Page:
The exit hatch is bigger for a start, designed to prevent the sort of catastrophe that befell Soviet high-altitude sky diver Pyotr Dolgov in 1962. Struggling to leave his capsule in his cumbersome spacesuit, Dolgov cracked his visor slightly on the door.
He was dead by the time he landed, a victim of ebullism, the terrifying condition in which the drastically lower air pressure above 62,000ft makes liquids in the body start to bubble and vaporize, inflating the body and bringing unconsciousness within 15 seconds.
Unfortunately for Baumgartner’s sponsor, Red Bull, he won’t be able to consume any of the fizzy energy drink on the way up.
The air pressure inside the capsule will still be significantly lower than at sea level, and any kind of gas inside his body could prove extremely uncomfortable. The Austrian company won’t say how much it has sunk into the project, but it must surely run into millions.
Weather permitting (the balloon material is so flimsy the ground level wind cannot be stronger than 2mph), the launch will take place on a runway in the New Mexico desert.
A ten-strong team wearing cotton gloves and protective suits to prevent them ripping the fabric will pump helium from two large lorries into a $241,000 balloon that has been hailed as the biggest ever to lift a passenger.
When inflated, it is as high as a 55-story building with a volume of 30 million cubic feet.
Made from strengthened plastic, it is a tenth of the thickness of a sandwich bag. Baumgartner has limited space to move around in the capsule and the balloon will be largely steered remotely from mission control down on the ground.
If all goes well, the journey will take just under three hours. The biggest danger he faces on the way up is the risk of the balloon rupturing soon after take-off.
If that happens, Fearless Felix won’t have time to open the hatch and get out, and will come crashing down inside the capsule.
When it reaches the jumping height of 120,000ft three times the altitude at which airliners fly – he will look out on a black rather than blue daytime sky while he waits for the final ‘clear to jump’ message from mission control.
At that point, he will depressurize the capsule, pressurize his suit and open the exit door (the capsule will later automatically detach from the balloon and parachute back to Earth).
It’s a virtually oxygen-free vacuum up there, with just one per cent of the air pressure on Earth, so the consequences of an accident now – a ripped suit (the biggest fear) or hairline helmet crack – would be disastrous, bringing on the dreaded ebullism in seconds.
If that isn’t bad enough, a spacesuit failure could also bring on the bends (gas seeping into body tissues due to sudden low pressure), barotrauma (trapped gas in body cavities that can collapse the lungs), and severe oxygen deprivation, known as anoxia.
And let’s not forget the discomfort of falling through air with a temperature as low as minus 70f.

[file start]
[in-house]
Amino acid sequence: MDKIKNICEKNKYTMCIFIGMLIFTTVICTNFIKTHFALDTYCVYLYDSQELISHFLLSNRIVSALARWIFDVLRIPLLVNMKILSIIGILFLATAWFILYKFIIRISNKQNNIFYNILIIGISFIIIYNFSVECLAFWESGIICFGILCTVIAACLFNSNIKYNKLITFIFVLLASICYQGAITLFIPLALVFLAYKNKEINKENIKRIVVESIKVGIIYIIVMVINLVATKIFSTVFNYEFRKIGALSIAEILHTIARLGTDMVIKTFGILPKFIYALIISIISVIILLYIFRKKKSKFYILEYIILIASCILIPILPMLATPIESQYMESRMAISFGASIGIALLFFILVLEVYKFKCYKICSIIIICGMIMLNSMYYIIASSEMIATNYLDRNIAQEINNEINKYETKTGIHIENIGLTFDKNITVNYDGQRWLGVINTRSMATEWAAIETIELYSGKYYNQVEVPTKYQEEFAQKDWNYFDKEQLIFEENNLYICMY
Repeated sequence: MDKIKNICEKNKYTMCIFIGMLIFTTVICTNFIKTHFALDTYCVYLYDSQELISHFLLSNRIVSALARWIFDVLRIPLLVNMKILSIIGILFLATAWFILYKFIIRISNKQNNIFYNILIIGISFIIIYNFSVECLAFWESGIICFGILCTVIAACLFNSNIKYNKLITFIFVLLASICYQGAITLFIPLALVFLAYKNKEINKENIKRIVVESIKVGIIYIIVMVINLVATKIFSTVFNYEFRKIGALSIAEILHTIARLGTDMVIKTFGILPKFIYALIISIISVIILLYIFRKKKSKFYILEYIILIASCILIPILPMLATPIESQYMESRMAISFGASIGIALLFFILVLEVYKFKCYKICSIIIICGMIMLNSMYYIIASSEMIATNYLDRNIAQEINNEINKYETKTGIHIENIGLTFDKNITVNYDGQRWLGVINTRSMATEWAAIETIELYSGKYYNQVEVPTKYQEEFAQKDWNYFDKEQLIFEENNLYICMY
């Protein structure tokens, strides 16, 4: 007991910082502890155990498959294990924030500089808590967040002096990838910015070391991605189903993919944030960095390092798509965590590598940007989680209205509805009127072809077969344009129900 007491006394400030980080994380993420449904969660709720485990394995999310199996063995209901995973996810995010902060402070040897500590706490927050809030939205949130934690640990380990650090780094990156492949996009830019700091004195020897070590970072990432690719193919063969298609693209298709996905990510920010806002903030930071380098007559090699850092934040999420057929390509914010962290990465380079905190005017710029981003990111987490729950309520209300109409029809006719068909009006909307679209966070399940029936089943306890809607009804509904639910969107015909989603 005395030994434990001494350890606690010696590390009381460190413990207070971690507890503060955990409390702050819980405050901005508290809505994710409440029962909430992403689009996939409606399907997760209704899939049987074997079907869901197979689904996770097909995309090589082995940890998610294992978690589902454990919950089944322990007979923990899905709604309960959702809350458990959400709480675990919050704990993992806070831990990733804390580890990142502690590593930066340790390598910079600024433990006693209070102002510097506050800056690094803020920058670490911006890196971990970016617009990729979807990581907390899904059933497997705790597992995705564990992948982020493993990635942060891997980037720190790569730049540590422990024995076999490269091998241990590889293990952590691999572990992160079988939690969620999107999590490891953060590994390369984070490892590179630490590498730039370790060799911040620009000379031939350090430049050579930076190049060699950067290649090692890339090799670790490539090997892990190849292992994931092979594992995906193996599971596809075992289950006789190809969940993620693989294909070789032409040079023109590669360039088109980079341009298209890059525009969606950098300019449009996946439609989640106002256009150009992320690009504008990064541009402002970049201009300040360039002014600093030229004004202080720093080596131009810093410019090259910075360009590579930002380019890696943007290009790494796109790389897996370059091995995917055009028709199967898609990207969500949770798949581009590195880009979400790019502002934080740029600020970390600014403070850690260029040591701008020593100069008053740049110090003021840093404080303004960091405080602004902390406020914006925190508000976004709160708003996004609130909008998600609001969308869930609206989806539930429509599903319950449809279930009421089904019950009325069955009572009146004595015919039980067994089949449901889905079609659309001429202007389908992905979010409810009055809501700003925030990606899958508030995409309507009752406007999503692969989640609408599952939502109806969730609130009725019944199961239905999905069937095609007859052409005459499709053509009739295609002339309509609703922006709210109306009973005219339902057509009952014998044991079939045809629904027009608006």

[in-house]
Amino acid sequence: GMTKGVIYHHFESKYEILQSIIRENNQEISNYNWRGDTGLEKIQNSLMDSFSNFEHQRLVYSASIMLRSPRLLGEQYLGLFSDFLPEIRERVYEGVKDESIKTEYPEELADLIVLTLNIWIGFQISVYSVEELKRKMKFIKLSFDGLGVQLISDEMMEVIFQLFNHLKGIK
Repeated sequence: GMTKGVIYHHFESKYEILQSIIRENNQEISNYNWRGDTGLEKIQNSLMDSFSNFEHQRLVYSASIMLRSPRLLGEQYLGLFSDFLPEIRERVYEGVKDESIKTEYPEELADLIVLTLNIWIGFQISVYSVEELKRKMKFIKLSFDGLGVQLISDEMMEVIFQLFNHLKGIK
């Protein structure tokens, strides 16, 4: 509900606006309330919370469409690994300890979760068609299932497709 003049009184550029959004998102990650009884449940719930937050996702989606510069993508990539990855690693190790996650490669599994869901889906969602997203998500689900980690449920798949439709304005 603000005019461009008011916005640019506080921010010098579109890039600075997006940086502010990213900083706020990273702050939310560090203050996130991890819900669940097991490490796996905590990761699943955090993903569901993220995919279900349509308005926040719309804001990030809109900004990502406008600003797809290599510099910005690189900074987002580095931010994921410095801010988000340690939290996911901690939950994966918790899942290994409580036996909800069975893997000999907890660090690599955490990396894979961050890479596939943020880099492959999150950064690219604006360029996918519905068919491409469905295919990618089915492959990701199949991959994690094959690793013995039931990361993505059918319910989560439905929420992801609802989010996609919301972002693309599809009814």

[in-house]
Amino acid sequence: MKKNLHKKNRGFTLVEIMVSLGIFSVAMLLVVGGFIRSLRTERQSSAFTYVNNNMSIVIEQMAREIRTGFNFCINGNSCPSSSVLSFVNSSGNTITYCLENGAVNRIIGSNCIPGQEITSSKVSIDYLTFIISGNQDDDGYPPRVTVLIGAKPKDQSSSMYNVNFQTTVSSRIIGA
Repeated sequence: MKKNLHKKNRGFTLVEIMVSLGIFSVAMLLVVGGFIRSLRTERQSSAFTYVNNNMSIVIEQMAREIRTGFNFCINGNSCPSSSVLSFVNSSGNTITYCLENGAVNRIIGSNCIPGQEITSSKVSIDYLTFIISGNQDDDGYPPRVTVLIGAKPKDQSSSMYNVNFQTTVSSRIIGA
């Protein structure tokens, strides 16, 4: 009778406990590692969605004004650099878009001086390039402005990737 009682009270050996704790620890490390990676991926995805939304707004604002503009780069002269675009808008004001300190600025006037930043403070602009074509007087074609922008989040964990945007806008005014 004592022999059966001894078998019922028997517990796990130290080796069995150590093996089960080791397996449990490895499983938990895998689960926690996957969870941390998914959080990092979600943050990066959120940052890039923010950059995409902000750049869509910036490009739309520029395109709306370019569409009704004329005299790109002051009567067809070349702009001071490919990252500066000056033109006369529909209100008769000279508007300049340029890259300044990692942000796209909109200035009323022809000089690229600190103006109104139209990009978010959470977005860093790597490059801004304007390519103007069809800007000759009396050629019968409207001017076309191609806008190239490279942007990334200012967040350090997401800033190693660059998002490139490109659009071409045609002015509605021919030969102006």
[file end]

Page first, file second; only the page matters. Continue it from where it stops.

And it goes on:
Even leaving the capsule is fraught with danger. Baumgartner, who will basically fall forwards off the capsule platform, needs to start plunging straight down, head first, as quickly as possible to reach maximum speed.
But there is always a risk that, with virtually no wind at those altitudes, he could end up in an uncontrolled flat spin.
And if he spins too fast, the force will make him lose consciousness, cause brain damage, turn his eyeballs into reddish-purple orbs and – very possibly – kill him.
As a safety precaution of sorts, his clever spacesuit will release a drogue parachute – a miniaturized version of the type used to slow fast-landing jets – to reduce his speed if its monitoring system senses he has lost consciousness.
It will take him just 40 seconds to go from zero to 700mph and break the sound barrier at an altitude of around 100,000ft.
No one can be sure what happens when a body breaks the sound barrier at that height, and the possibility of his suit being damaged by supersonic shock waves is another unpleasant ‘what if’ that Baumgartner’s scientific experts have had to consider.
But once he has gone supersonic, travelling at the speed of a bullet, the air resistance will start to pick up as the atmosphere becomes more dense and he can move himself into the more stable ‘delta’ position – arms and legs spread out, body parallel to the ground – that you normally see being used by skydivers.
Assuming he makes it through intact, Baumgartner, his spacesuit fitted with cameras recording his stomach-churning descent, will free-fall for some five-and-a-half minutes before pulling his main parachute at 5,000ft.
Some ten to 15 minutes later, with luck he will touch down near Roswell.
The remote New Mexican town is, of course, famous for a rumored UFO crash landing in 1947.
Where else can claim to have had stranger things drop out of the sky than Fearless Felix?
The official lift-off time for the balloon was 0931MDT (1631GMT; 1731BST). Mission control at Roswell airport is following every moment of what is likely to be a more than two-hour ascent to the jump altitude.
Baumgartner is in video and radio contact throughout. The only person who will speak to him, however, is Col Kittinger, who was brought into the team early to advise the Austrian how best to beat the octogenarian’s records.
“We are going to get your goal and your dream accomplished Felix,” Kittinger told Baumgartner just before lift-off. As the balloon began to move upward, the tension began to build. It is an almost unimaginable fall that will undoubtedly draw viewers from all over the world. 23 mile to go, and hopefully the tone on a calm Sunday morning will remain calm following a hopefully successful fall.